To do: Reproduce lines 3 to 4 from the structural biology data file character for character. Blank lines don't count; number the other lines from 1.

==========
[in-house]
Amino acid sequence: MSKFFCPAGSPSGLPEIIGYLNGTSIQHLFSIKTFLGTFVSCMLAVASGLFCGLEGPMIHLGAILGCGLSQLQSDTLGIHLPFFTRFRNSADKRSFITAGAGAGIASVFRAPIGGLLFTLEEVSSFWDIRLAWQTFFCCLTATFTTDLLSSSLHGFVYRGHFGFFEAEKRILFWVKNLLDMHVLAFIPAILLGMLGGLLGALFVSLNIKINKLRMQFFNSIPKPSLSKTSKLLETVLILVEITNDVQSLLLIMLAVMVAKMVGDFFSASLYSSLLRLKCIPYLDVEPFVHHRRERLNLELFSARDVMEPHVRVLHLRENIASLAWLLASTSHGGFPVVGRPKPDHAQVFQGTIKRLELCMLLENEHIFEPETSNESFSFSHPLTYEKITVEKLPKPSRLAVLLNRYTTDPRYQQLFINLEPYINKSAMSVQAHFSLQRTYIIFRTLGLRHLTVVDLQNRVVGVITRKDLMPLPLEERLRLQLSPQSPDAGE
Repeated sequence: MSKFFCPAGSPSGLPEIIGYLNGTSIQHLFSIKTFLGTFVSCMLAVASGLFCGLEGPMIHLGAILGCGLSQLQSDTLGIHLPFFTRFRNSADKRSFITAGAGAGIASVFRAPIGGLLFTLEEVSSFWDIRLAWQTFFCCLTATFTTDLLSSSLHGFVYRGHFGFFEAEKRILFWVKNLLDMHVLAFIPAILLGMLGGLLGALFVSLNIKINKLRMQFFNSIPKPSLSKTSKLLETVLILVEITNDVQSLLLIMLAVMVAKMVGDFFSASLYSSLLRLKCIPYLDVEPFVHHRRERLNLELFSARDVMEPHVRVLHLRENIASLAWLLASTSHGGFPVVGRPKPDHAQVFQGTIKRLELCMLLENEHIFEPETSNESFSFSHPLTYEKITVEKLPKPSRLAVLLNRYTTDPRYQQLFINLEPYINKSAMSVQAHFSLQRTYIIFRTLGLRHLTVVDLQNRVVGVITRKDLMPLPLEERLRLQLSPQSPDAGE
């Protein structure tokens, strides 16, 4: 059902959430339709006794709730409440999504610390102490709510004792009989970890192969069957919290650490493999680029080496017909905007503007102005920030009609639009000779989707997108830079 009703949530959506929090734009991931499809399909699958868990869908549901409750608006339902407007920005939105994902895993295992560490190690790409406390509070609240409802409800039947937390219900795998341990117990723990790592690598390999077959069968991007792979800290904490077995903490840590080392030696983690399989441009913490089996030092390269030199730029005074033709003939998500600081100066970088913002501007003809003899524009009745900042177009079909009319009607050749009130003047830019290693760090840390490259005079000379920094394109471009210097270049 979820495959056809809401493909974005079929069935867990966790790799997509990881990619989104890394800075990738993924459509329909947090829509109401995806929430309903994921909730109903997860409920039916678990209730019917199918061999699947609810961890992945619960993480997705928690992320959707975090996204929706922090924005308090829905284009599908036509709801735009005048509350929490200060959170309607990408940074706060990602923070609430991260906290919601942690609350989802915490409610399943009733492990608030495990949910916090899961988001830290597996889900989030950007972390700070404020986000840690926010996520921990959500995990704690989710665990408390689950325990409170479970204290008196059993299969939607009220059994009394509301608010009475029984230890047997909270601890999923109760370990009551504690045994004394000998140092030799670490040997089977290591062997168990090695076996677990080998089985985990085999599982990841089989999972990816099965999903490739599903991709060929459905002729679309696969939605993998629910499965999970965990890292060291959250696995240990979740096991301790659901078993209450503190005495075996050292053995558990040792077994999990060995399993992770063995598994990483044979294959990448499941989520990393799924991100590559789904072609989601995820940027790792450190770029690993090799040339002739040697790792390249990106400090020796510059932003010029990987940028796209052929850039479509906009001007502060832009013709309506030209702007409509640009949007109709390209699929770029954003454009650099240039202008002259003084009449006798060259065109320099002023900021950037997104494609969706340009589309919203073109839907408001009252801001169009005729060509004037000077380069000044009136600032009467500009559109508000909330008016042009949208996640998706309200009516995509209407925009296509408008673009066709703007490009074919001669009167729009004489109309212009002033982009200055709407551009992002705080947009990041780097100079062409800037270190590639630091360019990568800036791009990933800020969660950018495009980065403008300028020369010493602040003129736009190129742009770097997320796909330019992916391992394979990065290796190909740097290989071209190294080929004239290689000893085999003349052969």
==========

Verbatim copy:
Repeated sequence: MSKFFCPAGSPSGLPEIIGYLNGTSIQHLFSIKTFLGTFVSCMLAVASGLFCGLEGPMIHLGAILGCGLSQLQSDTLGIHLPFFTRFRNSADKRSFITAGAGAGIASVFRAPIGGLLFTLEEVSSFWDIRLAWQTFFCCLTATFTTDLLSSSLHGFVYRGHFGFFEAEKRILFWVKNLLDMHVLAFIPAILLGMLGGLLGALFVSLNIKINKLRMQFFNSIPKPSLSKTSKLLETVLILVEITNDVQSLLLIMLAVMVAKMVGDFFSASLYSSLLRLKCIPYLDVEPFVHHRRERLNLELFSARDVMEPHVRVLHLRENIASLAWLLASTSHGGFPVVGRPKPDHAQVFQGTIKRLELCMLLENEHIFEPETSNESFSFSHPLTYEKITVEKLPKPSRLAVLLNRYTTDPRYQQLFINLEPYINKSAMSVQAHFSLQRTYIIFRTLGLRHLTVVDLQNRVVGVITRKDLMPLPLEERLRLQLSPQSPDAGE
């Protein structure tokens, strides 16, 4: 059902959430339709006794709730409440999504610390102490709510004792009989970890192969069957919290650490493999680029080496017909905007503007102005920030009609639009000779989707997108830079 009703949530959506929090734009991931499809399909699958868990869908549901409750608006339902407007920005939105994902895993295992560490190690790409406390509070609240409802409800039947937390219900795998341990117990723990790592690598390999077959069968991007792979800290904490077995903490840590080392030696983690399989441009913490089996030092390269030199730029005074033709003939998500600081100066970088913002501007003809003899524009009745900042177009079909009319009607050749009130003047830019290693760090840390490259005079000379920094394109471009210097270049 979820495959056809809401493909974005079929069935867990966790790799997509990881990619989104890394800075990738993924459509329909947090829509109401995806929430309903994921909730109903997860409920039916678990209730019917199918061999699947609810961890992945619960993480997705928690992320959707975090996204929706922090924005308090829905284009599908036509709801735009005048509350929490200060959170309607990408940074706060990602923070609430991260906290919601942690609350989802915490409610399943009733492990608030495990949910916090899961988001830290597996889900989030950007972390700070404020986000840690926010996520921990959500995990704690989710665990408390689950325990409170479970204290008196059993299969939607009220059994009394509301608010009475029984230890047997909270601890999923109760370990009551504690045994004394000998140092030799670490040997089977290591062997168990090695076996677990080998089985985990085999599982990841089989999972990816099965999903490739599903991709060929459905002729679309696969939605993998629910499965999970965990890292060291959250696995240990979740096991301790659901078993209450503190005495075996050292053995558990040792077994999990060995399993992770063995598994990483044979294959990448499941989520990393799924991100590559789904072609989601995820940027790792450190770029690993090799040339002739040697790792390249990106400090020796510059932003010029990987940028796209052929850039479509906009001007502060832009013709309506030209702007409509640009949007109709390209699929770029954003454009650099240039202008002259003084009449006798060259065109320099002023900021950037997104494609969706340009589309919203073109839907408001009252801001169009005729060509004037000077380069000044009136600032009467500009559109508000909330008016042009949208996640998706309200009516995509209407925009296509408008673009066709703007490009074919001669009167729009004489109309212009002033982009200055709407551009992002705080947009990041780097100079062409800037270190590639630091360019990568800036791009990933800020969660950018495009980065403008300028020369010493602040003129736009190129742009770097997320796909330019992916391992394979990065290796190909740097290989071209190294080929004239290689000893085999003349052969």